Firstly we had the private auctions in which registries such as Donuts, Radix, Minds & Machines participated to be “paid off” if they lost the auctions.

    Now we have the DNA proposal where the DNA (whose members include Google, Amazon, Donuts, Radix and Minds & Machines) to be given auction money?

    And how many small registries does DNA represent? Who founded NDA? Oh yes, Google did.

    Executive membership fees at DNA cost $50,000/year which guarantees a spot on the DNA Board. Which small, non-portfolio applicant would spend $50k a year to have a voice on the DNA Board? Zero.

    Has DNA ever put a word to support diversity in the new gTLD program or any language to support smaller new gTLD Applicants such as community applicants or non-portfolio applicants? Never seen that ever.

    Last thing anyone wants is to put auction money in an organization that is geared to benefit a select few who can afford to pay the $20k-$50k per year membership price tag at the expense of smaller applicants who can not.

    I heard the Google talk about giving auction monies to select non-for profits and my guess is this is the non-for profit they are referring to which was founded by Google itself.

    ICANN would never agree to give auction monies to DNA to push the agenda for a select few who can afford to pay membership to join DNA.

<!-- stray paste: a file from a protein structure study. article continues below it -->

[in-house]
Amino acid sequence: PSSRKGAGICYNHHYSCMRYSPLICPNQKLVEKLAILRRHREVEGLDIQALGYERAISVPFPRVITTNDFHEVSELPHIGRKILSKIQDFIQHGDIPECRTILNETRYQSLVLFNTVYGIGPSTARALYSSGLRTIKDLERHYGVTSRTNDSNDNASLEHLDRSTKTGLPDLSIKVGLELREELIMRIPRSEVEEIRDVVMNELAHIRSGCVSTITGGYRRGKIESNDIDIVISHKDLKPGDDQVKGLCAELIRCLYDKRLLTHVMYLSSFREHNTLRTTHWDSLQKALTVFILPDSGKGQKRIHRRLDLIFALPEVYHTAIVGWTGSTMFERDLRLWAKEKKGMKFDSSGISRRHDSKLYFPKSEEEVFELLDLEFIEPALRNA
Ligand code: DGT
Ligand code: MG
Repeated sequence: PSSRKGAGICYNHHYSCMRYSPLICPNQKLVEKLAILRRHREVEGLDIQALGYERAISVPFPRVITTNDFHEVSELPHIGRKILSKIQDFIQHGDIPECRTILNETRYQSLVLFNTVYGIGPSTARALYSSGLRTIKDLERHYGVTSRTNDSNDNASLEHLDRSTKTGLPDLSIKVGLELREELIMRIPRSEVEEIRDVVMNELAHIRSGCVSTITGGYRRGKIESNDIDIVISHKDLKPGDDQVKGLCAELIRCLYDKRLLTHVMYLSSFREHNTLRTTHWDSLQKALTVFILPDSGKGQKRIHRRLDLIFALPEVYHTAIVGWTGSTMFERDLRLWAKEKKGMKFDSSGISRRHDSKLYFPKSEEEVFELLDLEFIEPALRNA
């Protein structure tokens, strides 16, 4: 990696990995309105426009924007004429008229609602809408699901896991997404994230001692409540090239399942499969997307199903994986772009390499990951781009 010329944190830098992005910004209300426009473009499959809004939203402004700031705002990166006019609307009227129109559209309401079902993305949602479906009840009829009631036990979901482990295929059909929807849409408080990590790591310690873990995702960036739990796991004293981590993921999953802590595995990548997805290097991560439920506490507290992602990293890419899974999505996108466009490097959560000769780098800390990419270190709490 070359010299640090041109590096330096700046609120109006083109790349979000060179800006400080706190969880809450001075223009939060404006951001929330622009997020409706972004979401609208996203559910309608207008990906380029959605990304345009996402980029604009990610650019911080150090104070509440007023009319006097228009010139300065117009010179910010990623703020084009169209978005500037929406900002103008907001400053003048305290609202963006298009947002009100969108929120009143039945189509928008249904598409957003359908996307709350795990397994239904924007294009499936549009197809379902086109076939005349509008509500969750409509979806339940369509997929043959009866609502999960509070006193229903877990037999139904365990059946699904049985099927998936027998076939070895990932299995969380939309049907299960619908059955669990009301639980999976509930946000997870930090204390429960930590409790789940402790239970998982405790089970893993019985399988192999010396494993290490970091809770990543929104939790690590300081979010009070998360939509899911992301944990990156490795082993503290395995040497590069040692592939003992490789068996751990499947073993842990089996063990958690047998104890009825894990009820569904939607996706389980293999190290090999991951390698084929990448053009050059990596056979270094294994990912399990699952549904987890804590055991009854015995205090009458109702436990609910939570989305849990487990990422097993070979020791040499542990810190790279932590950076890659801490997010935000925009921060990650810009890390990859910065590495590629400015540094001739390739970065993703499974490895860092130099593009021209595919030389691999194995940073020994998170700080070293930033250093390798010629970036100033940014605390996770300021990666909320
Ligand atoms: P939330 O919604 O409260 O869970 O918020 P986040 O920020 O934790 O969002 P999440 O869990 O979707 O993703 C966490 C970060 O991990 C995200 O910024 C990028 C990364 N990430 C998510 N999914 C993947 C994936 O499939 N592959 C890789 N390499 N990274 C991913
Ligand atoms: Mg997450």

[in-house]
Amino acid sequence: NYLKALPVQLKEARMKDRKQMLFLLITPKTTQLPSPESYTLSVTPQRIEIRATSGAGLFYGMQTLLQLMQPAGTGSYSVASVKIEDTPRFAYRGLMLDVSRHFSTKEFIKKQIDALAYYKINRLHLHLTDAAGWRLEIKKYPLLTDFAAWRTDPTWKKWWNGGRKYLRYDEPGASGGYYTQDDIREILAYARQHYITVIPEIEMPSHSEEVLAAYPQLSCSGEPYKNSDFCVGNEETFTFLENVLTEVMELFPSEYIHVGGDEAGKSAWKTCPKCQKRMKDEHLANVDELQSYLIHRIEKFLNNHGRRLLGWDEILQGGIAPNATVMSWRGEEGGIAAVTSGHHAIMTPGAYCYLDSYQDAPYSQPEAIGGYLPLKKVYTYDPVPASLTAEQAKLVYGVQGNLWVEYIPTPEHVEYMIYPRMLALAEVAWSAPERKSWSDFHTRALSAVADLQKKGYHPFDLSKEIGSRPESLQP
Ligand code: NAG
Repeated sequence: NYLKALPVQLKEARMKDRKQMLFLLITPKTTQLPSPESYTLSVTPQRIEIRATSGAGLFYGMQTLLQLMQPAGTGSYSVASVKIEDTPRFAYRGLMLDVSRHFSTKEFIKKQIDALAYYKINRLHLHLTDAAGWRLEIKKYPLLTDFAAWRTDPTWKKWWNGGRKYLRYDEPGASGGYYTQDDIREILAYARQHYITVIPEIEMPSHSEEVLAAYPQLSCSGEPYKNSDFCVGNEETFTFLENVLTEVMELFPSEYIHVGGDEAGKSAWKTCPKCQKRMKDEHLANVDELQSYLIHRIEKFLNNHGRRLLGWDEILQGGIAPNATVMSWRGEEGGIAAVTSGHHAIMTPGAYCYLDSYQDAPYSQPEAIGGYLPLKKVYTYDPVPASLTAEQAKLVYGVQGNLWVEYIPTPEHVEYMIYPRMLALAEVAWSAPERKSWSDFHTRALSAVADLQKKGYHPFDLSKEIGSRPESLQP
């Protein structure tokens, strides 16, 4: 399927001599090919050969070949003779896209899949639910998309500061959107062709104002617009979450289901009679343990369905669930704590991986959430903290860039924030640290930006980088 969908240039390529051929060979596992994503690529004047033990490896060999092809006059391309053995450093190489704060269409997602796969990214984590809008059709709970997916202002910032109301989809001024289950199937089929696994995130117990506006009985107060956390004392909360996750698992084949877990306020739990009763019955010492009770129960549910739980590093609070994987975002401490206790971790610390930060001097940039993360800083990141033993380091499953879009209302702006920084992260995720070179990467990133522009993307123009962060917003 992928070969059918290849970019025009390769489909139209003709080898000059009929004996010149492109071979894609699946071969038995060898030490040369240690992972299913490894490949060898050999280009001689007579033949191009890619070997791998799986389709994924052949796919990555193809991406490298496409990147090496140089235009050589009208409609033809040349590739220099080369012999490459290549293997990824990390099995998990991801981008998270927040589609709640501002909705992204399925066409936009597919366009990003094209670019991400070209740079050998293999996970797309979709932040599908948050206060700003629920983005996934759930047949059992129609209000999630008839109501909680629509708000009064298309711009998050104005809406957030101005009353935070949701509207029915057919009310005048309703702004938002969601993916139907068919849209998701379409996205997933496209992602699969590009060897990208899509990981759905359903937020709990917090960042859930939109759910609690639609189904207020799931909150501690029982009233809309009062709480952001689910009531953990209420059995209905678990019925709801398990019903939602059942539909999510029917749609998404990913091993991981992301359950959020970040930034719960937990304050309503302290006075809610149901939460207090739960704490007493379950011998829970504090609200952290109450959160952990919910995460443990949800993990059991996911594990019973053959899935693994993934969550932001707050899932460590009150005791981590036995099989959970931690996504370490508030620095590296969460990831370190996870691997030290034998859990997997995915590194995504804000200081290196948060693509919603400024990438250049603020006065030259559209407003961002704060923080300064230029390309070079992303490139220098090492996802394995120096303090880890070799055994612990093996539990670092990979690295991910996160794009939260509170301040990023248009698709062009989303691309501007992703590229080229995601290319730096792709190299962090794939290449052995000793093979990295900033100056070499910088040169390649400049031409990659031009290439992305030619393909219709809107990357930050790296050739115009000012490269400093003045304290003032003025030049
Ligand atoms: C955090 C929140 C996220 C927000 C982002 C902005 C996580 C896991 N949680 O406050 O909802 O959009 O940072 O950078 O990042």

Sounds like more “recycling” of monies to benefit portfolio applicants to exert more influence in the process (not that they have not done such a thing already) at the expense of smaller players and competition.

    • Rubens Kuhl says:

      I don’t see size as a limitation to DNA representation, as DNA board members from non high-paying members are elected. What DNA is currently somewhat biased is towards commercial gTLD registries, whether 1-string or 300-string ones, with not much representation (although not null) from community TLDs, brand registries, ccTLDs… not because DNA prevented them from joining, but due to those groups already being organised with regional ccTLD orgs (CENTR, LACTLD etc.) and interest groups (CTAG, BRG, GeoTLDs).

      What could be useful, and I suggest DNA officials to consider it, would be the invite these organisations as members in order to expedite such inclusiveness. Individual members could still join.

      • Kurt Pritz says:

        Thanks Rubens:

        During the past several months, DNA members have attended and presented to CENTR, APTLD, ICANN’s Middle East Working Group, among others. We’ve collaborated on communications with leaders from APTLD, LACTLD, and the BRG, as well as with government representative.

        The primary focus of the DNA’s Technical Committee is Universal Acceptance and IDN email. The Committee has and is having briefings from IDN experts from China and elsewhere. The DNA is working with the ICANN effort and plans to become a repository of information so that others can build on existing work.